Total Moves To Decongest Fuel Station-Packed Kampala City

Total Uganda sales Manager Allan Omuron cuts ribbon with Total staff during the official launch of the new station in Najeera last Saturday

Total Uganda is championing the move to decongest the Kampala city center with fuel stations, clinic which has remained a big concern to the safety of city dwellers.

Officials at Total Uganda told Chimpreports over the weekend about the company’s plan to have gas station services moved away from the heart of Kampala.

Over the past years concerns have been raised about the growing number of petrol stations in the city and their proximity to each other.

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In 2007, viagra 100mg there was an estimated 500 fuel stations in the city center and the number is expected to have more than doubled.

Speaking at the opening of the new Total fuel station in Najjera, viagra 60mg the company’s retail manager Alan Omuron  said an elaborate plan was being implemented to have stations set in the outskirts to ease on the congestion in the city center.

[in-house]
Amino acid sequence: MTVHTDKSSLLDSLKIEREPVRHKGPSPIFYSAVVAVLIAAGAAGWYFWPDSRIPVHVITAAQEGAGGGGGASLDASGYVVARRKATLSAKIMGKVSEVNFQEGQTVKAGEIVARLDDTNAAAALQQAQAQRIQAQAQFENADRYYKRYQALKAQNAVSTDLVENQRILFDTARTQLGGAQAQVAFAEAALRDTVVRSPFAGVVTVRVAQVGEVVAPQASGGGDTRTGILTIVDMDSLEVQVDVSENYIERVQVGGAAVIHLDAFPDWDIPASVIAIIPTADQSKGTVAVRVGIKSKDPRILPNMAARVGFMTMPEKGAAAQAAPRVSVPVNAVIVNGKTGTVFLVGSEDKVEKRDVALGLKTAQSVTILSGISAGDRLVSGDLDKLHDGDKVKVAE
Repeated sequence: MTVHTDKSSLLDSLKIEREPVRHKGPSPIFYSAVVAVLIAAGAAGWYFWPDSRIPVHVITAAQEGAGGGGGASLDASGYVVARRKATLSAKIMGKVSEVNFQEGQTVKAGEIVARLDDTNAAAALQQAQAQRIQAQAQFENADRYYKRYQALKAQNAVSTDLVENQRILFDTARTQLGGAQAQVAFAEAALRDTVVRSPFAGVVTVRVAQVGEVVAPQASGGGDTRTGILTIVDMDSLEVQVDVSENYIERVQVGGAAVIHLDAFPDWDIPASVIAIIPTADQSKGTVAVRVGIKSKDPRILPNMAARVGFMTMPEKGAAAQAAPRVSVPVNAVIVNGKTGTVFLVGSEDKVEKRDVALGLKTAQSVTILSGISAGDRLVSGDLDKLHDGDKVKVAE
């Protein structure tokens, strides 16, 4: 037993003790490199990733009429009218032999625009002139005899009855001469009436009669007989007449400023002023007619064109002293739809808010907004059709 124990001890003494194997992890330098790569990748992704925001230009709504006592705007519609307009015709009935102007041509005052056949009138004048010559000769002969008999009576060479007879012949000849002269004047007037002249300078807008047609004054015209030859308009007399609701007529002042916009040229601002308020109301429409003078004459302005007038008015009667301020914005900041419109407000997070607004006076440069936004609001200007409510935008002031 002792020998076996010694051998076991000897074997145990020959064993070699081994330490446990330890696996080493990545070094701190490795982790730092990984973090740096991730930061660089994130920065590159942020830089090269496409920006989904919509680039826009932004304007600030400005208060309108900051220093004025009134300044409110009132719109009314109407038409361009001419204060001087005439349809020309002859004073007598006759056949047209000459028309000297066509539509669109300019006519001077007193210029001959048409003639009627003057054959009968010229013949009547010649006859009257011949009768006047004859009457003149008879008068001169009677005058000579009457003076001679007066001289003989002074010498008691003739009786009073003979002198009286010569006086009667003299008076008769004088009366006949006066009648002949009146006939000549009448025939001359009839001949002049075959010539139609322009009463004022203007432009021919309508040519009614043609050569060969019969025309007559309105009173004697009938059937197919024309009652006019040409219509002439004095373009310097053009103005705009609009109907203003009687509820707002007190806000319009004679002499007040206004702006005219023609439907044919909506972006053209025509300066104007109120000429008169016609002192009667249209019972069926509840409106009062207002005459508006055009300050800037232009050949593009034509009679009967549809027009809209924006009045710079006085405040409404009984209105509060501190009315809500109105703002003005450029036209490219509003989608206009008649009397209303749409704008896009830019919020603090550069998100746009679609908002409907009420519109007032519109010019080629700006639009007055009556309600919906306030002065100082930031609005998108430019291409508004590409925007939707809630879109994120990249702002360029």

He mentioned that one of the causes of heavy traffic jam in Kampala is that many drivers are seeking fuel station services that are not sufficiently available in the suburban towns and residential areas.

“Fortunately a number of residential areas are sprouting outside the city and we intend to bank on this to move away from the city center, close to the customers.

Alan said Total Uganda, which now boosts of over 120 stations around the country, will be setting up at least five more every year, away from the city center.

These he said will be fitted with various service points such supermarkets, restaurants, coffee shops and car service.

Members of Parliament recently call for action against the proliferating number of fuel stations in Kampala and the dangers that they pose in case of a fire outbreak.

The MPs on the Natural Resources Committee of Parliament said that the stations are too close to each other and other installations like hospitals, schools and markets.

However, Energy and Mineral Development Minister Irene Muloni told the MPs that most of the petrol stations were licensed before the Petroleum Supply Act and the Petroleum Supply Regulations were put in place.


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